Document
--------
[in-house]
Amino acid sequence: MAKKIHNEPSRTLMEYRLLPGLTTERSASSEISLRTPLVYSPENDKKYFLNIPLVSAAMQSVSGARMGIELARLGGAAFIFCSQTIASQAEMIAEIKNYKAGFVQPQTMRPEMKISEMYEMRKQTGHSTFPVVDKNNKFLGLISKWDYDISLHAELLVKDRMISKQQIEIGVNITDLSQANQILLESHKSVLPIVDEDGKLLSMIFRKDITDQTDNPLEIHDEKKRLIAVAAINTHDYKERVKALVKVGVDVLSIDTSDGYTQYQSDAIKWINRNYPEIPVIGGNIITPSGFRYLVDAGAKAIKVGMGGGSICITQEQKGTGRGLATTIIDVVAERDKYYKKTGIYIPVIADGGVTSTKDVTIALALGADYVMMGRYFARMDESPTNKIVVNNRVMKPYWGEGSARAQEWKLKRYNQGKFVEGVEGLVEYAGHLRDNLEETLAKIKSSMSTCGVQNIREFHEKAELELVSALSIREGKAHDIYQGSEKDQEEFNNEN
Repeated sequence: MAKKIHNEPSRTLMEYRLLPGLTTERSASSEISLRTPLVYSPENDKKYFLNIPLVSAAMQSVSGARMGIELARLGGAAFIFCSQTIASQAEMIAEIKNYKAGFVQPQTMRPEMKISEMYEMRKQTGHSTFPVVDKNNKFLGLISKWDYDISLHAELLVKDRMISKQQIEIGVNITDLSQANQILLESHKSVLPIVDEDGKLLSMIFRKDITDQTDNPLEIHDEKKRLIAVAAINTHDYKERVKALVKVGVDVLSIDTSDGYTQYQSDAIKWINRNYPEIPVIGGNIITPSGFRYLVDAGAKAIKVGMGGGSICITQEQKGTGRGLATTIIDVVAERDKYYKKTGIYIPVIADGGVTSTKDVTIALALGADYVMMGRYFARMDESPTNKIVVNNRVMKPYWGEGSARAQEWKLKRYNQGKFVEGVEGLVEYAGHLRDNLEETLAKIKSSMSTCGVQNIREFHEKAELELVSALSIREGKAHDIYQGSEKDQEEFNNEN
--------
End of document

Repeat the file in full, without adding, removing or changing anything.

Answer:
[in-house]
Amino acid sequence: MAKKIHNEPSRTLMEYRLLPGLTTERSASSEISLRTPLVYSPENDKKYFLNIPLVSAAMQSVSGARMGIELARLGGAAFIFCSQTIASQAEMIAEIKNYKAGFVQPQTMRPEMKISEMYEMRKQTGHSTFPVVDKNNKFLGLISKWDYDISLHAELLVKDRMISKQQIEIGVNITDLSQANQILLESHKSVLPIVDEDGKLLSMIFRKDITDQTDNPLEIHDEKKRLIAVAAINTHDYKERVKALVKVGVDVLSIDTSDGYTQYQSDAIKWINRNYPEIPVIGGNIITPSGFRYLVDAGAKAIKVGMGGGSICITQEQKGTGRGLATTIIDVVAERDKYYKKTGIYIPVIADGGVTSTKDVTIALALGADYVMMGRYFARMDESPTNKIVVNNRVMKPYWGEGSARAQEWKLKRYNQGKFVEGVEGLVEYAGHLRDNLEETLAKIKSSMSTCGVQNIREFHEKAELELVSALSIREGKAHDIYQGSEKDQEEFNNEN
Repeated sequence: MAKKIHNEPSRTLMEYRLLPGLTTERSASSEISLRTPLVYSPENDKKYFLNIPLVSAAMQSVSGARMGIELARLGGAAFIFCSQTIASQAEMIAEIKNYKAGFVQPQTMRPEMKISEMYEMRKQTGHSTFPVVDKNNKFLGLISKWDYDISLHAELLVKDRMISKQQIEIGVNITDLSQANQILLESHKSVLPIVDEDGKLLSMIFRKDITDQTDNPLEIHDEKKRLIAVAAINTHDYKERVKALVKVGVDVLSIDTSDGYTQYQSDAIKWINRNYPEIPVIGGNIITPSGFRYLVDAGAKAIKVGMGGGSICITQEQKGTGRGLATTIIDVVAERDKYYKKTGIYIPVIADGGVTSTKDVTIALALGADYVMMGRYFARMDESPTNKIVVNNRVMKPYWGEGSARAQEWKLKRYNQGKFVEGVEGLVEYAGHLRDNLEETLAKIKSSMSTCGVQNIREFHEKAELELVSALSIREGKAHDIYQGSEKDQEEFNNEN